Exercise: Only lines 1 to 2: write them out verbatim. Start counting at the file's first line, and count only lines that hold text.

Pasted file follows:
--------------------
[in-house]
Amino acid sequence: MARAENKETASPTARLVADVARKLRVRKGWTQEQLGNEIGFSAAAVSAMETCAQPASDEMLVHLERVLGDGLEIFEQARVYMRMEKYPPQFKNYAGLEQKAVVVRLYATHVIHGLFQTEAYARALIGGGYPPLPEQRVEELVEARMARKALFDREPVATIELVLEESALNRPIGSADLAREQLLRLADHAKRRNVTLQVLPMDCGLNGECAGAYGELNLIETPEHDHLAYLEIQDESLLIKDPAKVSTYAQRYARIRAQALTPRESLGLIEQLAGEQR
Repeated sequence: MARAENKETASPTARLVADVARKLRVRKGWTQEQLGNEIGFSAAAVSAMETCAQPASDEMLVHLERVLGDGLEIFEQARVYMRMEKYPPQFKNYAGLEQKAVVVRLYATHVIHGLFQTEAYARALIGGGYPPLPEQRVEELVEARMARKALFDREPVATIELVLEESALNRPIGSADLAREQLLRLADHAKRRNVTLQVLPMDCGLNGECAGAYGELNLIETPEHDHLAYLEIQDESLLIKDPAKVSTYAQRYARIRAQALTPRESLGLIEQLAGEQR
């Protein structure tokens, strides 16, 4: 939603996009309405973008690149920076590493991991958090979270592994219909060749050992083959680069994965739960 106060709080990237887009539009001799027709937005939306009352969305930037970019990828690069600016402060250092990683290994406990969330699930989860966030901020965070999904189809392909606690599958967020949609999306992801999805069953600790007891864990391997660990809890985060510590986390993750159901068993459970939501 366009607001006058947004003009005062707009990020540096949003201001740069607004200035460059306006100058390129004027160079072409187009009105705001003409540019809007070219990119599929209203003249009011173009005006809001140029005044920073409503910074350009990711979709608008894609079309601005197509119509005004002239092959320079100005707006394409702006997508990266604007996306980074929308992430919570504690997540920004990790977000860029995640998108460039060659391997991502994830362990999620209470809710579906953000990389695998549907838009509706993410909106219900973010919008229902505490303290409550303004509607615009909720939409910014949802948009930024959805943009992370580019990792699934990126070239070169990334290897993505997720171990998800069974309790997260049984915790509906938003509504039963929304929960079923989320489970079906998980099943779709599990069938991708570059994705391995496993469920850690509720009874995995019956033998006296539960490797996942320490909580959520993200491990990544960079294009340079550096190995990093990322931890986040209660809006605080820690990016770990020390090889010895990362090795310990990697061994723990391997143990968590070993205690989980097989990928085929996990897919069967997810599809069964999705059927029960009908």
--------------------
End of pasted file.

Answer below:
[in-house]
Amino acid sequence: MARAENKETASPTARLVADVARKLRVRKGWTQEQLGNEIGFSAAAVSAMETCAQPASDEMLVHLERVLGDGLEIFEQARVYMRMEKYPPQFKNYAGLEQKAVVVRLYATHVIHGLFQTEAYARALIGGGYPPLPEQRVEELVEARMARKALFDREPVATIELVLEESALNRPIGSADLAREQLLRLADHAKRRNVTLQVLPMDCGLNGECAGAYGELNLIETPEHDHLAYLEIQDESLLIKDPAKVSTYAQRYARIRAQALTPRESLGLIEQLAGEQR